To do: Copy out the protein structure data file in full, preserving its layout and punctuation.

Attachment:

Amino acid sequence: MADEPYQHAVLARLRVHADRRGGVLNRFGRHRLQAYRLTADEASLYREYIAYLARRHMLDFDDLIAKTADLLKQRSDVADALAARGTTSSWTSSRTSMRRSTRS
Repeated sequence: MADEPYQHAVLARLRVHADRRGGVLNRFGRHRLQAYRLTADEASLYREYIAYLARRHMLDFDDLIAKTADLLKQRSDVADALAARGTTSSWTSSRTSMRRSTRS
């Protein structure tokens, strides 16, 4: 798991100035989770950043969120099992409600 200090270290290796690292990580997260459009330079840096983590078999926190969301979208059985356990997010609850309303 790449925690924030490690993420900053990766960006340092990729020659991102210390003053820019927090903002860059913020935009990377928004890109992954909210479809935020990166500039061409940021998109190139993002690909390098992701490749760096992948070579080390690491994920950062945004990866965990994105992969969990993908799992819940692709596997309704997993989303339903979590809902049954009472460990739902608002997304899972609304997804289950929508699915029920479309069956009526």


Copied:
Amino acid sequence: MADEPYQHAVLARLRVHADRRGGVLNRFGRHRLQAYRLTADEASLYREYIAYLARRHMLDFDDLIAKTADLLKQRSDVADALAARGTTSSWTSSRTSMRRSTRS
Repeated sequence: MADEPYQHAVLARLRVHADRRGGVLNRFGRHRLQAYRLTADEASLYREYIAYLARRHMLDFDDLIAKTADLLKQRSDVADALAARGTTSSWTSSRTSMRRSTRS
């Protein structure tokens, strides 16, 4: 798991100035989770950043969120099992409600 200090270290290796690292990580997260459009330079840096983590078999926190969301979208059985356990997010609850309303 790449925690924030490690993420900053990766960006340092990729020659991102210390003053820019927090903002860059913020935009990377928004890109992954909210479809935020990166500039061409940021998109190139993002690909390098992701490749760096992948070579080390690491994920950062945004990866965990994105992969969990993908799992819940692709596997309704997993989303339903979590809902049954009472460990739902608002997304899972609304997804289950929508699915029920479309069956009526």